Introduction of tuition fees did not halt the internationalisation process of higher education institutions – room for growth in tuition fee revenue
The working group set up by the Ministry of Education and Culture to monitor and assess the introduction of tuition fees in higher education has completed its work. The working group monitored and evaluated between 2017 and 2021 how the introduction of tuition fees impacted the international dimension and student flows in higher education institutions. It also collected information on tuition fees used by higher education institutions and their grant and scholarship practices.
The working group is of the opinion that the introduction of tuition fees has not had long-term adverse effects on making higher education institutions more international or on the willingness of non-EU/EEA students to study in Finnish higher education institutions. The introduction of tuition fees has not brought the internationalisation process of higher education institutions to a standstill either. The number of international students fell immediately after tuition fees were introduced, but the number of new foreign students now exceeds the level preceding the introduction of the fees.
In 2020, higher education institutions had more than 5,800 new foreign students enrolled in degree programmes leading to a Bachelor’s or Master’s degree. With the introduction of tuition fees, the number and ratio foreign students from among EU/EEA citizens has increased. Nevertheless, non-EU/EEA citizens still constitute a clear majority among new foreign students in Finnish higher education institutions. In 2020, 36% of all foreign students were students liable to pay tuition fees. Since 2017, the provision of foreign-language degrees has increased in higher education institutions, international student recruitment and marketing have become systematic, and application and admissions systems have evolved to cater to international needs.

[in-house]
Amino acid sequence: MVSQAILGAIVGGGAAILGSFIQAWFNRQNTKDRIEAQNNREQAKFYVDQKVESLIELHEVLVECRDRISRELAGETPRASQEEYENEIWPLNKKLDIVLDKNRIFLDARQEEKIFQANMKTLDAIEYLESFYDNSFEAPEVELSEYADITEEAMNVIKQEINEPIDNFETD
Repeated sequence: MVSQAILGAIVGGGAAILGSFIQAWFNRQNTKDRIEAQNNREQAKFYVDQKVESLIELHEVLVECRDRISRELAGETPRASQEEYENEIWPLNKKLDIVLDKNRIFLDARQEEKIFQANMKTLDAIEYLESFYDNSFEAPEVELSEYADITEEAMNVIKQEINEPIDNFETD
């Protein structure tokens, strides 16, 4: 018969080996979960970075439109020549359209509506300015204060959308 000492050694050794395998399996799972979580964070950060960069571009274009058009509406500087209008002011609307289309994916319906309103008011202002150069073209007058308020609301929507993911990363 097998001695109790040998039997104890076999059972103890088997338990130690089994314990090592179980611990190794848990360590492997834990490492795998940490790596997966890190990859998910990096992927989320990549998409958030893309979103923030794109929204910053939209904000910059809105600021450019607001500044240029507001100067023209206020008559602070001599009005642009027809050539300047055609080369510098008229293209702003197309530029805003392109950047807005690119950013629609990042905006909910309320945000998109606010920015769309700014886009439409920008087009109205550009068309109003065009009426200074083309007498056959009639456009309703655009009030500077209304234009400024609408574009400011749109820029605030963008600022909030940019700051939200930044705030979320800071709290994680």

Different higher education institutions have made different choices regarding the introduction of tuition fees and international student recruitment. Not all higher education institutions have the same numbers of international students enrolling as before, and tuition fees are not deemed a significant source of revenue in all higher education institutions. The tuition fees sums charged by higher education institutions varied between EUR 4,000 and EUR 18,000. The most common single fees were EUR 6,000 and 8,000 for universities of applied sciences and EUR 8,000, EUR 10,000 and EUR 12,000 for universities. Higher education institutions use a broad range of grant and scholarship systems. Different categories and types of grants and scholarships are also used within the higher education institutions. Typically, the grants and scholarships consist of exemptions of different amounts from tuition fees.